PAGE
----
For structure changes, the team proposed creating a “people cell” to monitor change, and over time that transitioned into a weekly meeting we named the Tiger Lair. During that meeting, we brought together various resources including the military family life counselor, the chaplain, public affairs, a Better Opportunities for Single Soldiers representative, members of the battalion top five, and other influential leaders in the battalion on a rotating basis (e.g., first sergeants, influential platoon sergeants). We regularly checked on some of the indicators such as our high-risk soldiers but also focused on things we were working on for changes in the battalion. Building the Tiger Lair helped us allocate our most constrained resource, time, to help manage the change efforts across the battalion and monitor our progress.

Task requirements and individual skills/abilities in the Burke-Litwin model generally refer to the job/skills match of employees, whether they have the requisite knowledge and skills to effectively perform their required jobs. We recognized several gaps that needed to be filled with the education of those leaders either new to the formation or new to important positions. We implemented biannual team leader academies and LT (lieutenant) academies to help those young leaders learn the skills to be able to perform their jobs. We also recognized we had several leader professional development (LPD) sessions we needed to conduct to get the formation ready to perform the specific tasks we would potentially be asked to execute while deployed to Korea. And lastly, we recognized we needed to provide dedicated time for our NCOs to train their soldiers on basic military occupational specialty skills, whether that was our personal soldiers or our tankers. Our time in Korea allowed us to do just that as 2nd Infantry Division maintains a sergeant’s time training block in their division battle rhythm. When we returned from Korea to Fort Bliss, Texas, there was not a protected battle rhythm time for sergeant’s time as the leadership explained it expected sergeants to be continuously training their soldiers, not just on Thursdays. Based on that, we adjusted by working with our younger NCOs to ensure they had available time in the weekly schedule, they understood the priorities for training, and they had the right assets to work on the fundamentals such as training for gunnery skills testing.

Management practices are the things managers do in the normal course of events to use the materials and people available to accomplish the organization’s strategy. One of the biggest complaints from both the family readiness group and our soldiers was a lack of predictability. While some lack of predictability can be created by higher-level headquarters’ last-minute taskings, leaders at every echelon must do everything that they can to mitigate friction through systems and proactive communication. To help with that, we made several adjustments. We extended the time of physical training by fifteen minutes to allow a specific time for squad leaders to discuss upcoming events with their soldiers, and produced a revised short-range training calendar to ensure that leaders at all echelons understood exactly what they were expected to do daily. We intentionally put focus on our battalion newcomers briefs, where the command sergeant major and I would personally meet every soldier and would discuss our culture. Introducing new members into the culture and explaining what we stood for and how the battalion works was an effective bridge into the unit. It helped frame the initial interactions the soldiers had in the unit, and if the actions of the unit met the expectations we created in the newcomers brief, we were able to quickly integrate the soldiers into the culture. We also had long discussions about who should be in positions of trust in our SHARP (Sexual Harassment/Assault Response and Prevention) and Equal Opportunity programs; we chose those who were already demonstrated informal leaders the soldiers were already comfortable talking with.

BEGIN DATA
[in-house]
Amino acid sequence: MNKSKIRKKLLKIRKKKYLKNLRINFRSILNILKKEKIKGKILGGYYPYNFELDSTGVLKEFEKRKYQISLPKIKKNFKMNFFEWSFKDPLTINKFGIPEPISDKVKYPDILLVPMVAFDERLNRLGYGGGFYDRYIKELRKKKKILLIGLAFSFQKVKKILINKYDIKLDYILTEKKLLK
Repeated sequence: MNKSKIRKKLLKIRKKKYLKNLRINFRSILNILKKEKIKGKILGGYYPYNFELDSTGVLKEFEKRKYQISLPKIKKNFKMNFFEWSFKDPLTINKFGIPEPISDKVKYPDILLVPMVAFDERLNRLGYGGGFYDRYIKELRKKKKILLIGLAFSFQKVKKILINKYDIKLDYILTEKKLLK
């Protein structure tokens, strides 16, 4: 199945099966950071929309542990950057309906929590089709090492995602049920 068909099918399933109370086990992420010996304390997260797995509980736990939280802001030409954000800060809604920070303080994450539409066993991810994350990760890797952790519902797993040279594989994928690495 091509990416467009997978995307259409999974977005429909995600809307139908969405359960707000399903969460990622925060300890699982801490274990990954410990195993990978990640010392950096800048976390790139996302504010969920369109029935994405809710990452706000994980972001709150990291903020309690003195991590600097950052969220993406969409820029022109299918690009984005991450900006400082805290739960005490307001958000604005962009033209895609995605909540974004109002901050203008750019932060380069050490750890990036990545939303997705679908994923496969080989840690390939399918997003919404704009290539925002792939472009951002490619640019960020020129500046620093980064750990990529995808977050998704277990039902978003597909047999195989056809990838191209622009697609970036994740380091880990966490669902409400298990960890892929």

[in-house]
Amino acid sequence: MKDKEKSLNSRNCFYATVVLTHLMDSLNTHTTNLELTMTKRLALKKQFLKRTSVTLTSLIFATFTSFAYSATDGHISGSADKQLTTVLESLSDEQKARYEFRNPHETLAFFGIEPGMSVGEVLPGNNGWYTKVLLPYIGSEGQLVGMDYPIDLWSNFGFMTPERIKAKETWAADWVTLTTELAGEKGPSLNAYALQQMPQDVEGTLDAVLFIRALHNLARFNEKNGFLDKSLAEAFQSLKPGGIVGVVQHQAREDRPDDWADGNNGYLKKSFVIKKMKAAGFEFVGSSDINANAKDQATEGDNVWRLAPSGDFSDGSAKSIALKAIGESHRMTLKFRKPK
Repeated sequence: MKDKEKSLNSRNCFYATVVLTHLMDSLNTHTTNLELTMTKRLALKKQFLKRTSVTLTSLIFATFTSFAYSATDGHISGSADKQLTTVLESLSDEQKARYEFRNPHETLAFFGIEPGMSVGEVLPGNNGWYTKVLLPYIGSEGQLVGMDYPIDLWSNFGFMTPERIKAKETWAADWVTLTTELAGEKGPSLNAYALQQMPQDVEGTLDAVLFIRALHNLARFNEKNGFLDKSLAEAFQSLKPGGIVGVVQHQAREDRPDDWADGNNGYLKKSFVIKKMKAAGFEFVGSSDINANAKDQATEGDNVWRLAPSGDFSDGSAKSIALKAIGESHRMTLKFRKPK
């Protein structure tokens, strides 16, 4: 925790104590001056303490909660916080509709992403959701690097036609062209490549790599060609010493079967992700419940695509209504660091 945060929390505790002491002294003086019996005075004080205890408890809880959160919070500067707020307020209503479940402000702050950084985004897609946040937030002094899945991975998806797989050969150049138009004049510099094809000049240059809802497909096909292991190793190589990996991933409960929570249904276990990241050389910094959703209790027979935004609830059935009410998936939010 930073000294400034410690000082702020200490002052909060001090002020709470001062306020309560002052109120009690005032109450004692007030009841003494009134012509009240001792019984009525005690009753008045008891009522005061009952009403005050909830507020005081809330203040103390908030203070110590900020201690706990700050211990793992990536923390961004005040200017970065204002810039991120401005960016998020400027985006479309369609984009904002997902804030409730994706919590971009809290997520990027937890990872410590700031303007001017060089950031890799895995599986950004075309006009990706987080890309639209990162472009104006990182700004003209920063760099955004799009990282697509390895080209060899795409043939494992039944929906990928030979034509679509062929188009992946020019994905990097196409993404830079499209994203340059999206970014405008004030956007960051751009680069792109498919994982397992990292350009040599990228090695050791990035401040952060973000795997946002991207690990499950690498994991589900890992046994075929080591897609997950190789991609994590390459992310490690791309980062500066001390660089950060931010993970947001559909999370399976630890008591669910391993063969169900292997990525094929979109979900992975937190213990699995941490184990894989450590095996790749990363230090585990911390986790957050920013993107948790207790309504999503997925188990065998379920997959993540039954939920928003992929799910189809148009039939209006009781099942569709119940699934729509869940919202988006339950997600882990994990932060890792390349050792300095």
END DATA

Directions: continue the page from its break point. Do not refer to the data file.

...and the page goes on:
Climate of the organization is the visible artifacts and what it feels like to be in the organization. We decided we needed to do some additional “branding” for the battalion, creating new unit T-shirts and unit “swag” that would appeal to the younger generation. We also worked to visibly mark our vehicles with a tiger so they could be recognized at a distance. We were lucky our command sergeant major was an artist, and he designed an emblem that had both a tiger head and an axe with blood dripping off it (based on our motto, “Blood on the axe!”). The branding was also extended to the company level, as each company designed their own crests and started to produce company coins, T-shirts, and stickers.